'Millions of pedophiles target kids': Facebook and Instagram under fire

 December 26, 2023

This story was originally published by the WND News Center.

A new encryption program launched for Meta platforms Facebook and Instagram makes it harder to track down online child predators, former employees, and other experts charge.

The social media conglomerate launched encryption for direct messages on those software programs earlier this month, but a report from the New York Post charged that it helps pedophiles.

Encryption means no one but the sender and recipient can see the contents of messages.

The additional software programming was announced a few years ago, and it's been controversial since.

Former engineering director David Erb resigned from Meta in 2019 in protest of the initiative, he told the Wall Street Journal in a recent interview, the report explained.

Erb had made his concerns known while at Meta because such encryption software "would shield predators who preyed upon children," the report said.

Facebook already had a program allowing people to "track down" children through its scheme to offer "suggestions of possible friends."

Erb had charged, "It was a hundred times worse than any of us expected. There were millions of pedophiles targeting tens of millions of children."

The report cited the case in 2020 of Karl Quitter of Chicago, who used an alias to solicit sexually explicit photos and videos of at least nine teenage girls via Facebook.

In that case, the suspect was accused of promising money for food and medicine in exchange for "sexually explicit images."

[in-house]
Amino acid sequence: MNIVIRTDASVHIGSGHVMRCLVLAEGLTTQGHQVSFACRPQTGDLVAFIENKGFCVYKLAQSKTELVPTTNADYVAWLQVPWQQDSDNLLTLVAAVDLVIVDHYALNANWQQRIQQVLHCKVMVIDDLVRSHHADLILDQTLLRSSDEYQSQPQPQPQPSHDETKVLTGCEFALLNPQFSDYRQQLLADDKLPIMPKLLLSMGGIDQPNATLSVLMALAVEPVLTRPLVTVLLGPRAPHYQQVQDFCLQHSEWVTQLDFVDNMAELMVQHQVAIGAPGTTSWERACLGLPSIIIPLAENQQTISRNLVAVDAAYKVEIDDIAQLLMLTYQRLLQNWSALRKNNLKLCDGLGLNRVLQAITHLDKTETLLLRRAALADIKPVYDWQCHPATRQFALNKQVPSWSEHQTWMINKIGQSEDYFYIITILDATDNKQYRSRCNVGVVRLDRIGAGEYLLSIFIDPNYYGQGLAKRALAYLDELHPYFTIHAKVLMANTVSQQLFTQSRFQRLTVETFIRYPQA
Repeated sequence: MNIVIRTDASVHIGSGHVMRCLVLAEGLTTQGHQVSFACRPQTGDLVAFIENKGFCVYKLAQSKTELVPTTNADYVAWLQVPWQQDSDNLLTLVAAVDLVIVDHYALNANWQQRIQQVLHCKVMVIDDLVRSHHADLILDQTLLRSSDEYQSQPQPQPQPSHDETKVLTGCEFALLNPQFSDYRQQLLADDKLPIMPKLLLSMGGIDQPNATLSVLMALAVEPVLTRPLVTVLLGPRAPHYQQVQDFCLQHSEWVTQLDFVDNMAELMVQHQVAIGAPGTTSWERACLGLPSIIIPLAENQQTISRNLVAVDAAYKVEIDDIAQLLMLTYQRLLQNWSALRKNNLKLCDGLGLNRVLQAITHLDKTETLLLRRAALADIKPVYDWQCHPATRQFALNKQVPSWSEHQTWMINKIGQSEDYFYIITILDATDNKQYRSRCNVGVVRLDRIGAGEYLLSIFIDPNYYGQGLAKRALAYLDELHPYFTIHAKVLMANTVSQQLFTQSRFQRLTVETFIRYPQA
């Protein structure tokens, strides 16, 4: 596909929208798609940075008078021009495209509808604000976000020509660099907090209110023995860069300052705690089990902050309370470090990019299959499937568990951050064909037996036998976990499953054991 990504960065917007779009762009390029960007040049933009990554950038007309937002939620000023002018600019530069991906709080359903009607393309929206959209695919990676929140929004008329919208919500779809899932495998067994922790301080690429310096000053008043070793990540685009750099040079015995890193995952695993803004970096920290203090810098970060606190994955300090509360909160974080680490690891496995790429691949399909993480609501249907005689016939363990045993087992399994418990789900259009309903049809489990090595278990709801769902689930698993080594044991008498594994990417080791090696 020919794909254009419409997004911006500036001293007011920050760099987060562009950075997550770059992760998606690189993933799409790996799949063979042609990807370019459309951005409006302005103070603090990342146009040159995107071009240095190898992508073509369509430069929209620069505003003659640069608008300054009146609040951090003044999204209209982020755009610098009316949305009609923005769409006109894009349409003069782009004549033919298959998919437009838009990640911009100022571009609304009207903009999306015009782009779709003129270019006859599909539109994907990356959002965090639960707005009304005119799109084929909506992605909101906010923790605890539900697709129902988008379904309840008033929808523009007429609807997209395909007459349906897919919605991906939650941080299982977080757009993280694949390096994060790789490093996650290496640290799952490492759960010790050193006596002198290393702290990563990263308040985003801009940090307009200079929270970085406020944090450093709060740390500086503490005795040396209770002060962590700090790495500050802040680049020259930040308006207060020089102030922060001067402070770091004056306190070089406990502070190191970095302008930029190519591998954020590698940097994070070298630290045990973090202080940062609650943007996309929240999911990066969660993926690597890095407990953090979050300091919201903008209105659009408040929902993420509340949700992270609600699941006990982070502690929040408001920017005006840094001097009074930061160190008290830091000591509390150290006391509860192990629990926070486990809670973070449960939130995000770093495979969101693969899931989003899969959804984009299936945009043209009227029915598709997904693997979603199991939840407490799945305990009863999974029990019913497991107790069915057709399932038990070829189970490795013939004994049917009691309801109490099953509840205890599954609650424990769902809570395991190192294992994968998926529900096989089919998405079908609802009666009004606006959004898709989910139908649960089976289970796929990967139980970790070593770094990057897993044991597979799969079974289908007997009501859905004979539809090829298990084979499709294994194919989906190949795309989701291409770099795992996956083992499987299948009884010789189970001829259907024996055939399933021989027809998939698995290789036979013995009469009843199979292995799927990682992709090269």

Because the messages were noticed, he was flagged and authorities notified.

According to the report, Brian Fitzgerald, of the nation's Department of Homeland Security, explained, "A random stranger shouldn’t be able to — off of first contact — go to encrypted communications with a minor.

A spokesman for Meta said the company has a long list of "child safety efforts."

Another victim committed suicide after falling victim who a solicitation for explicit images, but failing to come up with the cash for extortion. Several individuals are facing charges now.

report from Breitbart confirmed former employees and child safety advocates are criticizing the Zuckerberg moves.

It explained the tech, "while protecting user privacy, can also be misused by individuals with malicious intentions, including child predators."

While citing instances of attacks on children, the report noted a defense from Andy Stone, of Meta, who claims the company works on various efforts with the National Center for Missing and Exploited Children.

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